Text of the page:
Re: Red Bull guves Purnell/Pitchforth wings
MATESCHITZ EXPLAINS SACKINGS
Red Bull owner Dietrich Mateschitz revealed to more than one Austrian journalist last weekend that a heated argument over driver selection was the main reason he let Tony Purnell and David Pitchforth go.
By early December 2004, all parties within Red Bull Racing were happy to sign the ultra-experienced David Coulthard – though, as late as November 24, Mateschitz told journalists, “We are absolutely not interested in Coulthard” – but the disagreement centred on the identity of the team’s other driver.
Mateschitz and his assistant Helmut Marko wanted to hire a Red Bull-backed driver – either Christian Klien or Vitantonio Liuzzi – while Purnell and Pitchforth preferred B.A.R test driver Anthony Davidson or McLaren test driver Alex Wurz.
Pitchforth and Purnell had tried to hire Wurz to Jaguar Racing on two previous occasions – once, in April 2003, to replace Antonio Pizzonia mid-season (but that deal was scuppered by McLaren boss Ron Dennis demanding a severance fee for Wurz of £1.2 million) and again in early 2004.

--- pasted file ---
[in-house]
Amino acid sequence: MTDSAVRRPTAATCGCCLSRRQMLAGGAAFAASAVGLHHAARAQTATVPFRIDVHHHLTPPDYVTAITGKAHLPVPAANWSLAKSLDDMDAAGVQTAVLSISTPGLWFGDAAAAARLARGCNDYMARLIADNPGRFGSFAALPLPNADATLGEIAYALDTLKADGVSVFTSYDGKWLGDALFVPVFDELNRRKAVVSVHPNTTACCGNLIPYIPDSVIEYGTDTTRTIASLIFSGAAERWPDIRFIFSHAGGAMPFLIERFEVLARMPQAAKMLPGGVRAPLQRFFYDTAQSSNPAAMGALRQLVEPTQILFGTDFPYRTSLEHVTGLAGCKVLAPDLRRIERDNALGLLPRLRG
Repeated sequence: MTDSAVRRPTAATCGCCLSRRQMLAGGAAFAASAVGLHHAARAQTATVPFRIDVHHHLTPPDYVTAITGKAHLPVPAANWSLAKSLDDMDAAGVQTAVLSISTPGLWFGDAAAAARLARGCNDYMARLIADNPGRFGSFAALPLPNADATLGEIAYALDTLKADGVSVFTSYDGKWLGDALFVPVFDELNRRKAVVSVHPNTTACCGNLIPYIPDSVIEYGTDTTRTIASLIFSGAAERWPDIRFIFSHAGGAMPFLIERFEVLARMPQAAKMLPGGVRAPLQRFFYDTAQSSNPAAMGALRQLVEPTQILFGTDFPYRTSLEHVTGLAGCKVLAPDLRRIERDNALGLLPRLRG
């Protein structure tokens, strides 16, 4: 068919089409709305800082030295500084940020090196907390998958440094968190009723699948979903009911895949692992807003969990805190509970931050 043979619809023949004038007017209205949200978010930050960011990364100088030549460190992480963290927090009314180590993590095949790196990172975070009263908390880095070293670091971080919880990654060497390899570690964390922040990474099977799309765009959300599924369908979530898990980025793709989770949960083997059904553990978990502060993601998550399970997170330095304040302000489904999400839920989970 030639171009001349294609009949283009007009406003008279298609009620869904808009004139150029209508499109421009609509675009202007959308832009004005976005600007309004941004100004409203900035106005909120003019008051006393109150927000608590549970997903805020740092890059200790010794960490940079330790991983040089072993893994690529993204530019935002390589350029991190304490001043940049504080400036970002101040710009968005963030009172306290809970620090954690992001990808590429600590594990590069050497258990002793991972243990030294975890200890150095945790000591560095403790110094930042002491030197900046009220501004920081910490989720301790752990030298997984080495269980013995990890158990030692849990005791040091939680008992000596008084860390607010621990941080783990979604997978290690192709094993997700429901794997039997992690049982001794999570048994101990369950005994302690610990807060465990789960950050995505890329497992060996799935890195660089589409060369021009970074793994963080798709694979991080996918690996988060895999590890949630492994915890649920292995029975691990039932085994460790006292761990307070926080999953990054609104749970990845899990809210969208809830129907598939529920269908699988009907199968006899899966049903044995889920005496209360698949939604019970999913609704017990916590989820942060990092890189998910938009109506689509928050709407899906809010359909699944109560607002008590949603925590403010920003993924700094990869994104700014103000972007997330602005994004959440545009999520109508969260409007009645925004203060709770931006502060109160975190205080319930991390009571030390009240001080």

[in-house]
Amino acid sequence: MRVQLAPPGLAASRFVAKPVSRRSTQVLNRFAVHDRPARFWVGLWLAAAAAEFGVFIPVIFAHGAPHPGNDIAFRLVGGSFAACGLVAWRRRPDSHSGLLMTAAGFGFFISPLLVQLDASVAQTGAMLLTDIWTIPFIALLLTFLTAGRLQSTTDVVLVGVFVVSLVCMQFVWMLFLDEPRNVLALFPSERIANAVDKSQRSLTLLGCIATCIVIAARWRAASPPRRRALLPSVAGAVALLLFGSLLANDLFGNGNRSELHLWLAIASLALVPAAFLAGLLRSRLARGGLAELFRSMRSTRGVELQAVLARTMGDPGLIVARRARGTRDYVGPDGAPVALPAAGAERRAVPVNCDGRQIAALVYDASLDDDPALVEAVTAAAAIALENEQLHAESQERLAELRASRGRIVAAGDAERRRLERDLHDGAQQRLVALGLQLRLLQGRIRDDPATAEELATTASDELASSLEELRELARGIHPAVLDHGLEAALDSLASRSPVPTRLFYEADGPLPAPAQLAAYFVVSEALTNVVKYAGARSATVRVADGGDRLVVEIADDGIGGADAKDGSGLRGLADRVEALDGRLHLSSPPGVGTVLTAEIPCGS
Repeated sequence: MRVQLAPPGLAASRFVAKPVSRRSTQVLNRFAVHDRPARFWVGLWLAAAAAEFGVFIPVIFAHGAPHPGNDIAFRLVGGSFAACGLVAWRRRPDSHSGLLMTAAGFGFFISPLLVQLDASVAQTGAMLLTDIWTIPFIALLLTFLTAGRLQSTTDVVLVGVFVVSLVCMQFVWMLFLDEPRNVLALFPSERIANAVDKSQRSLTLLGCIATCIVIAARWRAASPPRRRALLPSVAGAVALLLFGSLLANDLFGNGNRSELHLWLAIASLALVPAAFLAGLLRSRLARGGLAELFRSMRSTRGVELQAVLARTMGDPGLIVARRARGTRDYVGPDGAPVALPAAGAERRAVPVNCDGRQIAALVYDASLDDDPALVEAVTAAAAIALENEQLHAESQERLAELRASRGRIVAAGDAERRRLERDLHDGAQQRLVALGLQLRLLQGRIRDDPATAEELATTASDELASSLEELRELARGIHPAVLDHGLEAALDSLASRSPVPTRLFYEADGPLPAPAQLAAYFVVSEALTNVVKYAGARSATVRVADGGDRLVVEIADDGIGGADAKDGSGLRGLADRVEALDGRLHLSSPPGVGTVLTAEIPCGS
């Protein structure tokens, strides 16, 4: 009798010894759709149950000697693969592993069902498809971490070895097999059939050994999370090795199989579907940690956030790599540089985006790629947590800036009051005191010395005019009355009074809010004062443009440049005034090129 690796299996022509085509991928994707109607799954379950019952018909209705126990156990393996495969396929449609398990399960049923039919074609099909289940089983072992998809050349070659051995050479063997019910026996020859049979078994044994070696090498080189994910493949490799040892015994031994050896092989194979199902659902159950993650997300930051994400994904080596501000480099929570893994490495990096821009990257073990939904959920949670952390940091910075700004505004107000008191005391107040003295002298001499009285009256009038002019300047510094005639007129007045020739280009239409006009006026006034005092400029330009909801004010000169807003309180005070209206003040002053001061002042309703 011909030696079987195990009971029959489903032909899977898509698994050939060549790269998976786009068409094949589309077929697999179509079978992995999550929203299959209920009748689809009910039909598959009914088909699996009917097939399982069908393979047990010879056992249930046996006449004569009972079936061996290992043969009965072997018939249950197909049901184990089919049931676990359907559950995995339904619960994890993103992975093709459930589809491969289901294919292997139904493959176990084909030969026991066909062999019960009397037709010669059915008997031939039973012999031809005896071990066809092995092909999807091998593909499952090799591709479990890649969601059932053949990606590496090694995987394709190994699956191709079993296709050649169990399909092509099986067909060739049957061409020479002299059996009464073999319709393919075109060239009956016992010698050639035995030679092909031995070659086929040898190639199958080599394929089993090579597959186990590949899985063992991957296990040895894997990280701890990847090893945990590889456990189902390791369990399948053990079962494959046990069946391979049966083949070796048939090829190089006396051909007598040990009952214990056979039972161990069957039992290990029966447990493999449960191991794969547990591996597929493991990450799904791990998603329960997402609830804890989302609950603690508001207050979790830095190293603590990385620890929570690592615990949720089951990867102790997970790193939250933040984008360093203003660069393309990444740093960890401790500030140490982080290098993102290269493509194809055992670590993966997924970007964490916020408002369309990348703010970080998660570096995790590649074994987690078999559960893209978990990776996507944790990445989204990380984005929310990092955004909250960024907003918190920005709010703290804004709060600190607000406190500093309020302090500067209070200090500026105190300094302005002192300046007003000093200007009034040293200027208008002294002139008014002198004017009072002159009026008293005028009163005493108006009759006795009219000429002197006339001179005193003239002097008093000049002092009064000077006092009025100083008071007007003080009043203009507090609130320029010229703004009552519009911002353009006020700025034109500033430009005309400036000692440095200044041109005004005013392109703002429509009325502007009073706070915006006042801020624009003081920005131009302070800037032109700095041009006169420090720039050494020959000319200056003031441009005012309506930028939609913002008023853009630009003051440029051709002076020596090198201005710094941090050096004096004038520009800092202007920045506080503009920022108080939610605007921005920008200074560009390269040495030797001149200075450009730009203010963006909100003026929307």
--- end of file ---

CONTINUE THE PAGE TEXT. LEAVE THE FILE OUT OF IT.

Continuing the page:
On this second occasion, the deal was scuppered by Red Bull, who insisted that their £6 million sponsorship of Jaguar Racing was dependent on Klien getting the drive instead of Wurz.
Neither Purnell nor Pitchforth will comment on their shock dismissals, but, in an interview in F1 Racing which took place during the 2004 Monaco Grand Prix weekend, Purnell said: “I like Alex. He’s a good bloke. He’d fit the bill.”
He reportedly remained of that opinion in the ensuing months, and only abandoned the idea at the furious insistence of Mateschitz and Marko (with whom Wurz had an acrimonious contractual dispute in German Formula 3 in the early 1990s).
As for Davidson, he has long been a Purnell favourite. In a previous life, Purnell ran a cadet kart team, and employed the 18-year-old Davidson as a sort of ‘guru’ to his most promising 13-year-olds.
“Anthony is extremely good,” Purnell said as recently as November 2004, “and he’s certainly high on our list.”
Now, in 2005, both Davidson and Wurz will be testing yet again – and Purnell and Pitchforth are out of work. But highly placed sources tell us that Coulthard was very surprised to hear that Pitchforth, particularly, had been fired.
And, having driven for McLaren for the past nine years, DC knows better than most how vital a consistent management structure, with solid continuity, is to a team’s ongoing success…